Authorities have denied the allegations. Iqbal Sobhan Chowdhury, the Press Adviser to the Prime Minister, and also editor of Daily Observer, told IPS that the Jatiya Oikya Front and BNP leaders had failed to act as a responsible political party and convince general people that the alliance, if voted to power, could be a better political party to steer the government.
The win was not a surprise to critics of the government. Sharmin Murshid, Chief Executive Officer of Brotee, an NGO for social change, and a leading election critic, told IPS: “We had expected AL to win the election but not at this rate of enormity.”
“It would be a huge challenge for the government to rule for the next five years without an opposition. So when there is no opposition there is hardly any healthy critique and without such criticism politics may be difficult,” Murshid added.
But she pointed out that since the government has huge confidence and a mandate from the people it must investigate the alleged election irregularities. It would give the government more credibility if they did so, she said.
The Prime Minister has stated that with regards to complaints of irregularities, legal processes will be followed. They are being investigated by the Election Commission of Bangladesh (EC).
Electoral Commissioner Begum Kabita Khanam, however, told IPS: “The election was largely satisfactory although we had several allegations of irregularities in some centres, which we are now in the process of investigating.”
“Since the EC did not receive any evidence of unfairness in voting, the EC considers the election to be fair,” Khanam added.
The South Asian Association for Regional Cooperation (SAARC) Human Rights Foundation, and the Election Monitoring Forum, two independent entities, described the election as ‘peaceful’ and ‘organised’.
And local political analyst and retired Major General, Abdur Rashid, told IPS: “We found the election credible as people voted without fear and independently. Throughout the voting period, we observed that the environment was peaceful in most of the centres in which people voted in festive mood.”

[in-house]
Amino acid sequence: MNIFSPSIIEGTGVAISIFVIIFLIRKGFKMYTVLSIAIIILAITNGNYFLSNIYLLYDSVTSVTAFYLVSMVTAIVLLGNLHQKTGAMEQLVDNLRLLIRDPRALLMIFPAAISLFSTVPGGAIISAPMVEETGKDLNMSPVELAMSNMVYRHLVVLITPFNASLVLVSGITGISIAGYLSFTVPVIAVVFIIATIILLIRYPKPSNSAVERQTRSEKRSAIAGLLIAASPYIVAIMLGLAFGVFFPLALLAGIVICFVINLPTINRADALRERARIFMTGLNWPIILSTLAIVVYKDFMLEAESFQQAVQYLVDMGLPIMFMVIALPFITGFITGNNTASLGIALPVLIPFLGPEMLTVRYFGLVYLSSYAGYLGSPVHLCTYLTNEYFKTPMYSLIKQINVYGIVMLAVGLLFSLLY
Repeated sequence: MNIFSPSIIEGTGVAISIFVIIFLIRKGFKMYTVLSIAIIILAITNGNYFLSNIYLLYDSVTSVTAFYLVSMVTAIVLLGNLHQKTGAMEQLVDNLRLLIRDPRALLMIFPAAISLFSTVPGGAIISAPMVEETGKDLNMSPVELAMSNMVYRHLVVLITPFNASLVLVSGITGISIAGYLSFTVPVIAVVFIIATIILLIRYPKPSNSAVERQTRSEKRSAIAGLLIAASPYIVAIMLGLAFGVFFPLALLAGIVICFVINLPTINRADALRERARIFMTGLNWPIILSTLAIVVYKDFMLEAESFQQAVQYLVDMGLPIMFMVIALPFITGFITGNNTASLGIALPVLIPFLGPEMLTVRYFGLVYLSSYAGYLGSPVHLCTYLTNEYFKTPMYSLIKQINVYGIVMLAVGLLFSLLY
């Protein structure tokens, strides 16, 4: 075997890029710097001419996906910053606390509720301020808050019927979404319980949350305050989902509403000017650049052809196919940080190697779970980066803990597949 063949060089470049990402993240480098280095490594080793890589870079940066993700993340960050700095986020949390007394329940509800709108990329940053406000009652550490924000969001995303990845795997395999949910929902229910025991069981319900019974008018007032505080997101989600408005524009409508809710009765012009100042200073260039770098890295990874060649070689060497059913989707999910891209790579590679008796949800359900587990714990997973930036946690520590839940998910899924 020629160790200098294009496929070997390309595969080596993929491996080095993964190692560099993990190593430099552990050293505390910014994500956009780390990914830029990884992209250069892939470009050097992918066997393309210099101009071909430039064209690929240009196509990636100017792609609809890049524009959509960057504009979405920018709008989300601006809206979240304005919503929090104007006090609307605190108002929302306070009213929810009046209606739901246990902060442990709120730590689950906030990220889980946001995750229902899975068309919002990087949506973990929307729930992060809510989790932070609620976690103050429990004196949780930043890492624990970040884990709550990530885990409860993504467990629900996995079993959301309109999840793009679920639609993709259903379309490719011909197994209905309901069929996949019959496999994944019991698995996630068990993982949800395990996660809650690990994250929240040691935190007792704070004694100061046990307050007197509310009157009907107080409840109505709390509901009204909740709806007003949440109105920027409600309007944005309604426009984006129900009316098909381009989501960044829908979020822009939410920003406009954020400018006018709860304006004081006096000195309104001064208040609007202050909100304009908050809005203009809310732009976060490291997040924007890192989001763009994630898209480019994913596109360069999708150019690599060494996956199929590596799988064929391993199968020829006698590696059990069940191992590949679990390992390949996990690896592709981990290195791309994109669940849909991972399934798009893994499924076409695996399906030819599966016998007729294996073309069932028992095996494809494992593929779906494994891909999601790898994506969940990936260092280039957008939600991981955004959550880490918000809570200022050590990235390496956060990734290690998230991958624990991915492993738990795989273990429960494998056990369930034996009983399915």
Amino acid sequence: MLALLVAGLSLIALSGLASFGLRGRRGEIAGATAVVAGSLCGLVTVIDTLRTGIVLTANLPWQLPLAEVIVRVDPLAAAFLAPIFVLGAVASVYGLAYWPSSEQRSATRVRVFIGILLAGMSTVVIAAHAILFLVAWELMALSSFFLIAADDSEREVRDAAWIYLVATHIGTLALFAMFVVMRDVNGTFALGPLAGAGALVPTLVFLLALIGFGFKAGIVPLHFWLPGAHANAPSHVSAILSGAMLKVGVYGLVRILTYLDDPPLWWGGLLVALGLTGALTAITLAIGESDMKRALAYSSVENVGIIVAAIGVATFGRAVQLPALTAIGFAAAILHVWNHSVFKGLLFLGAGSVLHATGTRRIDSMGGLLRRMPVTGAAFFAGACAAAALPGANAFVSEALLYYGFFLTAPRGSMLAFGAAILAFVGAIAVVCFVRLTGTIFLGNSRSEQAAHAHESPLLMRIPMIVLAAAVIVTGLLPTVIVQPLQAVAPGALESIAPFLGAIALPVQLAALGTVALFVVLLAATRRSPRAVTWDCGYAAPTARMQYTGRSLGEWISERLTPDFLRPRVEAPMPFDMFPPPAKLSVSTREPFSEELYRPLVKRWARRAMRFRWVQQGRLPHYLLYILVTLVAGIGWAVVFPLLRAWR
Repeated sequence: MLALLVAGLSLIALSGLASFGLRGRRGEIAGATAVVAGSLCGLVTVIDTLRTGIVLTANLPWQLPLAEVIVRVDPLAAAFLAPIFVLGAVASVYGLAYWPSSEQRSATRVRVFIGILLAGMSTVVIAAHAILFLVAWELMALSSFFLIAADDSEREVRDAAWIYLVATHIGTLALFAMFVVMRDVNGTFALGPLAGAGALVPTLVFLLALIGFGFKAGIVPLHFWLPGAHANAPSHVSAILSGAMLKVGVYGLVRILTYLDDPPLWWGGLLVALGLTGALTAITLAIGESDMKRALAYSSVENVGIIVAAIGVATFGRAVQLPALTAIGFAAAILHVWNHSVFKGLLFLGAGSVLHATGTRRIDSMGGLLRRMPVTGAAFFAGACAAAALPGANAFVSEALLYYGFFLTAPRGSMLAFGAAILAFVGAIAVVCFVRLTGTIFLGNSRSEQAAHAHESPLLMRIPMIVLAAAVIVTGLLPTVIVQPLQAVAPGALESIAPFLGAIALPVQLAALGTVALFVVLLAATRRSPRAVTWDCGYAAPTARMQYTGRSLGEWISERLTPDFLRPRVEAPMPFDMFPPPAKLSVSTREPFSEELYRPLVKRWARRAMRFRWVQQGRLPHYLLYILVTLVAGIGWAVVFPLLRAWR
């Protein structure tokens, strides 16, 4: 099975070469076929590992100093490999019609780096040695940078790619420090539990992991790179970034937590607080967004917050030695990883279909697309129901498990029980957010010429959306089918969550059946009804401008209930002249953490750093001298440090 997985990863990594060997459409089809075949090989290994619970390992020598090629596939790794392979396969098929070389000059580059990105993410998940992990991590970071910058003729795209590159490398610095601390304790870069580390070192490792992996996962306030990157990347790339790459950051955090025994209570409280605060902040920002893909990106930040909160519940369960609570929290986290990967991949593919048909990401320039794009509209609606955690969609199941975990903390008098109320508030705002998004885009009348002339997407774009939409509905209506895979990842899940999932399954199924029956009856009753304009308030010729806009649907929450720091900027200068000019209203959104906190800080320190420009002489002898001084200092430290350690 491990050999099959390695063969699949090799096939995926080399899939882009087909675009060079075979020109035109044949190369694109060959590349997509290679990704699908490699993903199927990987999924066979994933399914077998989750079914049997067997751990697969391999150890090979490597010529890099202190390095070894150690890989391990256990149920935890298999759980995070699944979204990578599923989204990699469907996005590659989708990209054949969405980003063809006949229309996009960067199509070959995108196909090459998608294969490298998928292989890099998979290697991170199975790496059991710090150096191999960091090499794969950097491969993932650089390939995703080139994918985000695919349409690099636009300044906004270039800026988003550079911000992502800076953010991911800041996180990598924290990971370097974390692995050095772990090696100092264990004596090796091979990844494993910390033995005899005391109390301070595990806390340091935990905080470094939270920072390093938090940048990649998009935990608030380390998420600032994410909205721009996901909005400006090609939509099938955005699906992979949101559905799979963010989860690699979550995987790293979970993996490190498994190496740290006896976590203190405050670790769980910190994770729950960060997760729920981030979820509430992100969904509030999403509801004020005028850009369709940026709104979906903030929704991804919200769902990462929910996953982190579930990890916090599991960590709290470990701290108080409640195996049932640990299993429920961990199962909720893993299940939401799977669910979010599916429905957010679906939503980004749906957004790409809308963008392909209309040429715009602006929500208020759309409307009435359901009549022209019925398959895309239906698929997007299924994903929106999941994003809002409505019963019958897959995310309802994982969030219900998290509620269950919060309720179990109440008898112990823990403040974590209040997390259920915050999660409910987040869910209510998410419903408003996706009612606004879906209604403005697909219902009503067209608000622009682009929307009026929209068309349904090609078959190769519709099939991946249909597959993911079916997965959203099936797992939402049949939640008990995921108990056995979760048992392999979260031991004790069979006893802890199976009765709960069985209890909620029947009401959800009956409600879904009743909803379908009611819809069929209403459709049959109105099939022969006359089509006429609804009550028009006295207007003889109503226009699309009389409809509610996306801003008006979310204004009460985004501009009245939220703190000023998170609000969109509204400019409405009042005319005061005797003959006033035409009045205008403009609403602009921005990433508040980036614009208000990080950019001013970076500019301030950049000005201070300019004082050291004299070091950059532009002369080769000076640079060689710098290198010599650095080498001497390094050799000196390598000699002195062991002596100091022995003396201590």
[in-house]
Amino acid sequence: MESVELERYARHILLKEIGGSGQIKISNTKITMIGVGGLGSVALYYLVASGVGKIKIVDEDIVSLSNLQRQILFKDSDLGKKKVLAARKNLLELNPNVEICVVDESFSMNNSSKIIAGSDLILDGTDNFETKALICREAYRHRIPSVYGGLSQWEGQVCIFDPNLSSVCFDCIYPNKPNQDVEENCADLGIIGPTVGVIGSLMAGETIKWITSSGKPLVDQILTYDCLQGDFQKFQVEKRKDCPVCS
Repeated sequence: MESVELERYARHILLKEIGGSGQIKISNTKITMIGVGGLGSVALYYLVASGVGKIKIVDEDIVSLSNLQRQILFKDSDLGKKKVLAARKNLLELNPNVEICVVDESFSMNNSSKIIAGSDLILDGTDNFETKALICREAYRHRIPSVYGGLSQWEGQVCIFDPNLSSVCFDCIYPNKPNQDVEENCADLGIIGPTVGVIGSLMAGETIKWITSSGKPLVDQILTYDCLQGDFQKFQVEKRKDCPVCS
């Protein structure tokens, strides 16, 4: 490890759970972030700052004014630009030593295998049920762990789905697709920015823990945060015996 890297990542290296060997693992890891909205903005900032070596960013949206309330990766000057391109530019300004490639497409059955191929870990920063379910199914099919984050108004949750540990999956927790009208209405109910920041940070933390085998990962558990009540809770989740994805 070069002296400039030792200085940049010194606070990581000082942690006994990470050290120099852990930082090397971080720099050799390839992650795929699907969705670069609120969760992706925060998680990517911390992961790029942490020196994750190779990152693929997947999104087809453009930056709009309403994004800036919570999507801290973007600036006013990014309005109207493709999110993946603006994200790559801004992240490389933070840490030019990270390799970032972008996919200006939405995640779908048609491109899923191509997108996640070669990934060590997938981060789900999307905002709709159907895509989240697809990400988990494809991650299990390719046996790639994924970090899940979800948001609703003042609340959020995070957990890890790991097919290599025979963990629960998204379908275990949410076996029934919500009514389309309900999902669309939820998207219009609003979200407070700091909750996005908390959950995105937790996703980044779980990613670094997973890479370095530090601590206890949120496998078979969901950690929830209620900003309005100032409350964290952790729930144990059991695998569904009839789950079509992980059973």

Asked why AL got such a huge mandate, Rashid said, “I think that AL should be credited for restoring the dignity and identity of the new generation in favour of the spirit of the (1971) liberation. BNP leaders, on the other hand, had launched propaganda against the pro-liberation forces trying to divide the nation. This is one of the main reasons why AL got such a huge mandate, apart from the development works of course.”
The Scale of the Elections
Despite the allegations of vote rigging and sporadic violence, the election was considered generally well organised and monitored.
The scale of the election was enormous. In a nation of 160 million people, there were 106 million registered voters, including 20 million newly-registered youth voters. Voter turnout was above 80 percent. A total of 25,900 representatives from 81 local observer bodies, 38 foreign observers, 64 officials and diplomats from foreign missions, and 61 Bangladeshi nationals working in overseas organisations, were present.
However, there were fewer monitors than previous polls. Many election monitors were not allowed to participate in their professional duties as they reportedly did not register on time, according to the EC.
One of the prominent features of this election was the level of security. Over 700,000 security forces, including the army, were on tight vigil round the clock. Out of 40,051 polling centres, violence occurred in 23 centres, which statistically was less than 0.06 percent.
“I have never seen such a huge number of security men around polling centres,” remarked Mohammed Zakir Hossain, 73, who has been voting since 1970.
Such security measures perhaps raised the confidence and level of enthusiasm among the voters, which is why the queues at most of the centres, even in remote areas, appeared very long.
Amid cool weather, a group of five young ladies were found in festive mood in Dhaka’s uptown in Baridhara. Shirin Mahtab, 28, who was carrying her child, said: “You can see how safe I feel coming to vote bringing my young daughter along with me.”
Professor Nazmul Ahsan Kalimullah who founded Jatiya Nirbachon Parjabekkhon Parishad (the National Election Observation Council), told IPS that the tight security meant that, “vote fraudulence was hardly possible due to tight vigilance by officials and heavy presence of security. Public movement was very restricted as only voters with valid ID card were allowed to approach the polling centres and throughout we noticed police checking on suspected movements while army patrolled at striking range.”
He also called the elections free and fair.
Despite the claims of irregularities, the election was well accepted internationally. The Indian Prime Minister Narendra Modi, Chinese President Xi Jinping and Russian President Vladimir Putin were among the first world leaders who congratulated Hasina.